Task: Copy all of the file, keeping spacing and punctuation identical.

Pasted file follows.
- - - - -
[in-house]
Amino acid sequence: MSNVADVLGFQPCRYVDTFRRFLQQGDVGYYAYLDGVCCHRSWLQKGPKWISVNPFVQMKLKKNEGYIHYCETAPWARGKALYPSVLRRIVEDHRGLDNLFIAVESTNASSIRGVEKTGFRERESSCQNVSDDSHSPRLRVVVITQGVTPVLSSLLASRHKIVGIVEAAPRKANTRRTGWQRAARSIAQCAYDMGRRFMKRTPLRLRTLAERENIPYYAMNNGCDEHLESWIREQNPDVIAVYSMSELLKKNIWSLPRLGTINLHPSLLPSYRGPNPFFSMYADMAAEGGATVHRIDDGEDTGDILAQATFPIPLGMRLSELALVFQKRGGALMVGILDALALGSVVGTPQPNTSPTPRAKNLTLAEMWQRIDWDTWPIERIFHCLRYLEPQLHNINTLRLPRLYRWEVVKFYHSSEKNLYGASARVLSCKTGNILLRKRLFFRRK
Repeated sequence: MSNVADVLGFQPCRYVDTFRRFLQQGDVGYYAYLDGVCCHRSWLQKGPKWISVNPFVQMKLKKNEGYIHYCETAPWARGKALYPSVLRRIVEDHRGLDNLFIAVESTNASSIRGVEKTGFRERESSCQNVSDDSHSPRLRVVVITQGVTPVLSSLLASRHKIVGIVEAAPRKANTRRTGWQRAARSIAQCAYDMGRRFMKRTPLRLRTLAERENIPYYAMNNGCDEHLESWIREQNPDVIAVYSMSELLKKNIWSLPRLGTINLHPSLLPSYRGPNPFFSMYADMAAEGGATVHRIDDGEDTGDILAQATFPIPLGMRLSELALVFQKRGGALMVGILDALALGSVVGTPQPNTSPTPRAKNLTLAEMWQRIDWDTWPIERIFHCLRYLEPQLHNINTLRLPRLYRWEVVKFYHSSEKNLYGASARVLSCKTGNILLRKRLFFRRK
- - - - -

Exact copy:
[in-house]
Amino acid sequence: MSNVADVLGFQPCRYVDTFRRFLQQGDVGYYAYLDGVCCHRSWLQKGPKWISVNPFVQMKLKKNEGYIHYCETAPWARGKALYPSVLRRIVEDHRGLDNLFIAVESTNASSIRGVEKTGFRERESSCQNVSDDSHSPRLRVVVITQGVTPVLSSLLASRHKIVGIVEAAPRKANTRRTGWQRAARSIAQCAYDMGRRFMKRTPLRLRTLAERENIPYYAMNNGCDEHLESWIREQNPDVIAVYSMSELLKKNIWSLPRLGTINLHPSLLPSYRGPNPFFSMYADMAAEGGATVHRIDDGEDTGDILAQATFPIPLGMRLSELALVFQKRGGALMVGILDALALGSVVGTPQPNTSPTPRAKNLTLAEMWQRIDWDTWPIERIFHCLRYLEPQLHNINTLRLPRLYRWEVVKFYHSSEKNLYGASARVLSCKTGNILLRKRLFFRRK
Repeated sequence: MSNVADVLGFQPCRYVDTFRRFLQQGDVGYYAYLDGVCCHRSWLQKGPKWISVNPFVQMKLKKNEGYIHYCETAPWARGKALYPSVLRRIVEDHRGLDNLFIAVESTNASSIRGVEKTGFRERESSCQNVSDDSHSPRLRVVVITQGVTPVLSSLLASRHKIVGIVEAAPRKANTRRTGWQRAARSIAQCAYDMGRRFMKRTPLRLRTLAERENIPYYAMNNGCDEHLESWIREQNPDVIAVYSMSELLKKNIWSLPRLGTINLHPSLLPSYRGPNPFFSMYADMAAEGGATVHRIDDGEDTGDILAQATFPIPLGMRLSELALVFQKRGGALMVGILDALALGSVVGTPQPNTSPTPRAKNLTLAEMWQRIDWDTWPIERIFHCLRYLEPQLHNINTLRLPRLYRWEVVKFYHSSEKNLYGASARVLSCKTGNILLRKRLFFRRK